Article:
Sarah Beznoska – Holloran Center Professional Identity Implementation Blog
Browsing Category

Sarah Beznoska

Sarah Beznoska

Professional Identity Formation and First-Generation Law Students

By: Sarah Dylag Beznoska, Assistant Dean for Student and Career Services,
Cleveland-Marshall College of Law, Cleveland State University

It comes as no surprise to those of us who work with law students on first destinations and career paths that when the National Association for Law Placement (NALP) studied national employment statistics for the graduating class of 2020, it found that whether or not you are a first-generation law student impacts your career outcomes in the law.

NALP reported: “Overall, Class of 2020 continuing-generation JD students (graduates who have at least one parent or guardian with a JD degree) and continuing-generation college students (graduates who have at least one parent or guardian with a bachelor’s degree or higher, but whose parents/guardians all lack a JD degree) had a higher employment rate and were more likely to be employed in a bar passage required/anticipated job than their first-generation college student peers.”

The Law Student Survey of Student Engagement (LSSSE) also consistently highlights important disparities related to first-generation law students. From LSSSE, we know that first-generation law students bear more law school debt and face significant stressors related to debt. We know that “the amount of time that first-generation law students [spend] with peers and faculty outside of class [is] significantly less than non-first-generation law students.” LSSSE data has shown that first-generation students also participate in co-curricular opportunities at a lower rate that non-first-generation students, spend more time studying, and spend more time working to support themselves.

This data should be important to everyone in the legal industry, especially as we talk about diversifying our workplaces and our leadership. It is particularly important to me as someone who works in career services at an urban law school that serves a significant population of first-generation college and law students. To provide the best student and career services to our students, we are continually assessing our work through the viewpoint of first-generation students and making adjustments to provide better support.

This assessment can be done for professional identity formation (PIF) too. Understanding and accounting for the unique experiences noted above is critical to developing any comprehensive PIF plan. On the positive side of things, schools can leverage PIF to build belonging for first-generation students. At the same time, being mindful about the time constraints sometimes faced by first-generation students might inform the methods a school chooses for offering PIF opportunities.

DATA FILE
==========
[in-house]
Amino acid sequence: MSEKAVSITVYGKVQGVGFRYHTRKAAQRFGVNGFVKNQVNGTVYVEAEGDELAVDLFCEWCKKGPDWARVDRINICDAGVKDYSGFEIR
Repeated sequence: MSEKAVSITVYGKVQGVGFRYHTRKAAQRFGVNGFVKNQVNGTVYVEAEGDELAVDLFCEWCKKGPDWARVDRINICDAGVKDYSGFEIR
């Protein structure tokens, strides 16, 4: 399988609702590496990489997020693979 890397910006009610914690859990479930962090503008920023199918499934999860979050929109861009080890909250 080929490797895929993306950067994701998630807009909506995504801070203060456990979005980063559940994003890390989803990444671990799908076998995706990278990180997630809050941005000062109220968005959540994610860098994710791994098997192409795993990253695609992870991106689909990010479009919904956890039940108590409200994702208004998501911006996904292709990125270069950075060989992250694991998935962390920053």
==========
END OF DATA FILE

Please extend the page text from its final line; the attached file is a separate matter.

First-Generation Students and Law School Culture: Professional Identity to Build Belonging

Belonging matters to law student success, and most especially to first-generation law students. The unique culture of law school and the legal industry can be a challenging adjustment even when someone has lawyers in their family. Without knowing any lawyers or having people already in their network to ask for help, first-generation law students can feel like outsiders from day one. (For some insights on the first-gen experience see: and

For this reason, I have sometimes been skeptical of the premise of professional identity formation that focuses on students moving from an “outsider” in the profession to an “insider” in the profession. As someone who was a first-generation law student myself (although I was not the first in my family to attend college), I know very personally that not having lawyers in my family or lawyers in my network impacted my law school experience in a negative way. From day one of law school, I internalized deeply that I did not belong and, although my law school trained me well on the doctrinal skills, I never once came to a place there where I felt like an “insider.”

It is because of this personal experience, however, and because of the commitment I have to making sure that first-generation students at the law school where I work never feel this same way, that – as much as I can be skeptical about the terminology of PIF – I think PIF can be leveraged to build more belonging. There are a variety of ways a school might use PIF to increase belonging. For example:

  • Self-Assessment and Industry-Focused Panels: having students complete self-assessment exercises allows them to identify strengths and values that they bring with them to the profession. Taking it a step further, once schools provide an opportunity for students to identify their strengths and values, schools can offer diverse panels of attorneys to demonstrate the varying skillsets that can make someone successful. Providing students with opportunities to know their own strengths and then to see those things in successful practitioners can help them to feel like there is a place in the law for them and who they are matters.
  • Mentoring: providing thoughtful mentoring opportunities allows students to feel less alone in their journey through law school. Schools can engage alumni, peers, faculty, and staff in formal and informal mentoring programs with students, giving them a broad set of people to whom they can turn for support. Consider, also, having faculty, staff, or alumni identify themselves to students as first-generation students, so that your first-generation cohort has examples of first-generation success stories.
  • Student Organizations: schools can support student leaders to create a robust community of student engagement and a space where students can connect with each other and feel less alone. Connecting student organizations to a school’s alumni network can be helpful and assisting student organizations with career-related programs can give students more opportunities to understand the variety of paths in the law.

These three things have worked for us as a starting point to increase belonging at Cleveland-Marshall College of Law. We start at day one when we dedicate a portion of our Orientation to professional identity. This Orientation program covers the essential eligibility requirements for the practice of law in Ohio and the 26 Lawyering Effectiveness Factors. More importantly, it includes diverse panel speakers who reflect on what these things mean in their practice, along with when and where they developed these skills.